n10:2726 n17:2726 n19:article_3d0d3bdf-4267-50fb-a6c8-6d6fee3654e4.html n20: n21:www.jayrubyworld.com n25:article_3d0d3bdf-4267-50fb-a6c8-6d6fee3654e4.html n26:books%3Fid=7Q80AAAAIAAJ&q=%22Coffee+House+Positano%22 n26:books%3Fid=I63mAAAAIAAJ&q=%22Coffee+House+Positano%22
owl:sameAs
freebase:m.0_fqwcg n24:cG9p wikidata:Q16258612
georss:point
34.039 -118.6
dbp:wikiPageUsesTemplate
dbt:Reflist dbt:Coord dbt:Cite_news dbt:Cite_journal dbt:Cite_book dbt:Infobox_company
dbp:defunct
1962
dbp:foundation
1957
dbp:founder
Mike and Lorees Dutton
dbp:industry
coffee house
dbp:locationCity
Malibu
dbo:abstract
The Coffee House Positano was a cafe on the southern border of Malibu, California. It was opened in 1957 by Mike Dutton, a radio pioneer, and his wife, Lorees, an aspiring writer. Located on the cliff side of the Pacific Coast Highway on a 140-acre, undeveloped piece of land, (19543 Pacific Coast Highway). Positano quickly became a success even though there was no sign on the highway to indicate where it was located and the Duttons never advertised its existence. People learned of it strictly by word of mouth. Positano was fundamentally different from the some forty other coffee houses that could be found in the greater Los Angeles area. These places tended to appeal to a young crowd and were generally focused on folk music. particularly folk rock. While Positano offered some of the same things as other coffee houses – exotic coffees, deserts, sandwiches, chess games, a bookstore, poetry readings, and a place to hang out, the Duttons offered an amazing array of other activities – from avant garde theater performances like Picasso’s one-act play, Desire Trapped by the Tail, to a regularly scheduled evenings of political debate with speakers who ranged from communists to John Birchers. Writers, university professors and politicians often spoke about a vast array of topics—like anthropologist Count Taylor on the rise of black identity in the US—or authors such as John Howard Lawson, Lawrence Lipton and Anais Nin, who would read from their new works. Paintings were always on display and for sale. On the days when Positano was closed, various classes like life drawing were taught by artists such as Keith Finch. The jazz and folk music at Positano was spontaneous and free. People simply appeared, play their music and left. For two seasons, Playhouse Positano operated as an open- air theater. The almost immediate popularity of Positano caused the Duttons to create a membership. People could visit only three times before joining. When Positano closed in 1962, the membership totaled over 2500 people. People in the entertainment business particularly those living in the Malibu area frequented the place – David and Gloria Stone Martin, John Howard Larson, and John Houseman to name a few. Some people from the European exile community like Aldous Huxley and Christopher Isherwood also visited. Many of the so-called beat poets, like Allen Ginsberg and Gregory Corso, came down from San Francisco to visit. The policy of the Duttons was to “ignore” any celebrity who showed up so that they could enjoy themselves without being hassled by their admirers. Soon after Positano closed, Jerry Ziegman, a scriptwriter for the television series Peyton Place, became the resident manager of the property, representing Manocherian Brothers, and established an art community which lasted until 1993 when the buildings were burned down. Anthropologist Jay Ruby has published an enhanced book, . Special Collections at UCLA are in the process of archiving Lorees Yerby Dutton's and Jerry Ziegman's papers.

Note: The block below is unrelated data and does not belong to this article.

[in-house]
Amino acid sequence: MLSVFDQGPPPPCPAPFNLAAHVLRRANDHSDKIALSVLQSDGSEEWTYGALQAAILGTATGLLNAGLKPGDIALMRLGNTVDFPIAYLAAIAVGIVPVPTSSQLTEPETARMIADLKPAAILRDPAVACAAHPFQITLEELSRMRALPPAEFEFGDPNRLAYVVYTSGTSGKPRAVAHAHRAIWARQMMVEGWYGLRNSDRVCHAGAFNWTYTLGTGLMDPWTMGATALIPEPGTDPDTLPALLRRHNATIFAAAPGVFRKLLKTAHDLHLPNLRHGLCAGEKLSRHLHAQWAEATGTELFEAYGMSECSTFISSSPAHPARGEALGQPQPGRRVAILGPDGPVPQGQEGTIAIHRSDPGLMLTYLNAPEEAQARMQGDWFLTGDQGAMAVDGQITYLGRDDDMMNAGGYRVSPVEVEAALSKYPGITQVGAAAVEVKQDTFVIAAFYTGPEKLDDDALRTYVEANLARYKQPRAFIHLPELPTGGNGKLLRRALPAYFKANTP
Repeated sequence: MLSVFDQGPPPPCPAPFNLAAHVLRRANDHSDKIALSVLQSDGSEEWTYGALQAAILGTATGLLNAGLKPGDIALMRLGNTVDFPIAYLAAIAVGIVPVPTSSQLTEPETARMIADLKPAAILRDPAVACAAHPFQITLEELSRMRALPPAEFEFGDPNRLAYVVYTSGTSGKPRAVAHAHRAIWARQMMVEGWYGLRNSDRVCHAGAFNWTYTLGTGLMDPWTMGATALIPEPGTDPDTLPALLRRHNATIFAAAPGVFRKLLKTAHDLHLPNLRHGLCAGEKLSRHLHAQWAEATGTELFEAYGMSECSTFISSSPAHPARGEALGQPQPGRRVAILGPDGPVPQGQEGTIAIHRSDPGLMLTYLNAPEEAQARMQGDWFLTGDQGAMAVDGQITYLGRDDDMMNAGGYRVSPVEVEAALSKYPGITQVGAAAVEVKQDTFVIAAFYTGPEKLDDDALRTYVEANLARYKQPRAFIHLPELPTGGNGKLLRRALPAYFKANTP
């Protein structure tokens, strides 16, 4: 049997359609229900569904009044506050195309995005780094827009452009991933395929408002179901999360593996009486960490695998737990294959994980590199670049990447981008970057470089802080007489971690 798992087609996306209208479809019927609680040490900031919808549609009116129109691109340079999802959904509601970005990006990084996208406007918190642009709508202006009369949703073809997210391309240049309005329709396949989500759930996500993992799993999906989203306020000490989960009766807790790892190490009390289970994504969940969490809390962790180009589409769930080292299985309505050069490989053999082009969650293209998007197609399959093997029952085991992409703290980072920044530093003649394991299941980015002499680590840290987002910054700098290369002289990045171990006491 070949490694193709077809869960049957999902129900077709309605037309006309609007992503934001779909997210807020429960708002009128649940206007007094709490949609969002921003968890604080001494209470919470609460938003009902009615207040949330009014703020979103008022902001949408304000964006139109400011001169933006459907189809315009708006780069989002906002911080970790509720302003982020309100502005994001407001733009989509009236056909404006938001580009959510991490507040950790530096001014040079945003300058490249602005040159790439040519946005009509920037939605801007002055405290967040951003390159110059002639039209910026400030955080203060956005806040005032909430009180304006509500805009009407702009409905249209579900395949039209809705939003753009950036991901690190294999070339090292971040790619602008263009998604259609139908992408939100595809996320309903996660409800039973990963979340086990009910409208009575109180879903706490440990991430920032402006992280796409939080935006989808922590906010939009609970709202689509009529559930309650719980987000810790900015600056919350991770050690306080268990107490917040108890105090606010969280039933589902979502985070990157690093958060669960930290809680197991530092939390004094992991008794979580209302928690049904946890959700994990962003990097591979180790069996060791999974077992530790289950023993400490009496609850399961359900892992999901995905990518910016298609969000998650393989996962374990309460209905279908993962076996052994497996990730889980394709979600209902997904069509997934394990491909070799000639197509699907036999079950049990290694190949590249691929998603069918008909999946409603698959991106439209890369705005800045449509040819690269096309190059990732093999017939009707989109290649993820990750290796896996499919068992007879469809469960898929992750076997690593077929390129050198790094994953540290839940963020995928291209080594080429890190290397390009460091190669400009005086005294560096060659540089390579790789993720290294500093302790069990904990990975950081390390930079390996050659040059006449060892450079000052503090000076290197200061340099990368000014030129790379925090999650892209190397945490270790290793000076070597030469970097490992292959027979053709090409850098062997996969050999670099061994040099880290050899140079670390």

dbo:foundingYear
1957-01-01
prov:wasDerivedFrom
wikipedia-en:Coffee_House_Positano?oldid=969395249&ns=0
dbo:wikiPageLength
7904